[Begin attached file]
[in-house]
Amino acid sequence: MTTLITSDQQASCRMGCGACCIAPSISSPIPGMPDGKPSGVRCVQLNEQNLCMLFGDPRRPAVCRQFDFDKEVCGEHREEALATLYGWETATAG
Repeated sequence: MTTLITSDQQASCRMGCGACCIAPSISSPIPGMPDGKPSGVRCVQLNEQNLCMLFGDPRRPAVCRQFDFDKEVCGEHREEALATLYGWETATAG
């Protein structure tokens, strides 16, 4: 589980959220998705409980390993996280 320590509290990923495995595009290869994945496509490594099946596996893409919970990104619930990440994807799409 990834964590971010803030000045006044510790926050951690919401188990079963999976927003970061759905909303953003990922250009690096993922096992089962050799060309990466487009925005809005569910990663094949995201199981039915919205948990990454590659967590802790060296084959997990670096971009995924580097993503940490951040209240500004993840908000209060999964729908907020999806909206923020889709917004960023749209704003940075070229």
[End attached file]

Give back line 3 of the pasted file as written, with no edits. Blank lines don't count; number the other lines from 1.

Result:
Repeated sequence: MTTLITSDQQASCRMGCGACCIAPSISSPIPGMPDGKPSGVRCVQLNEQNLCMLFGDPRRPAVCRQFDFDKEVCGEHREEALATLYGWETATAG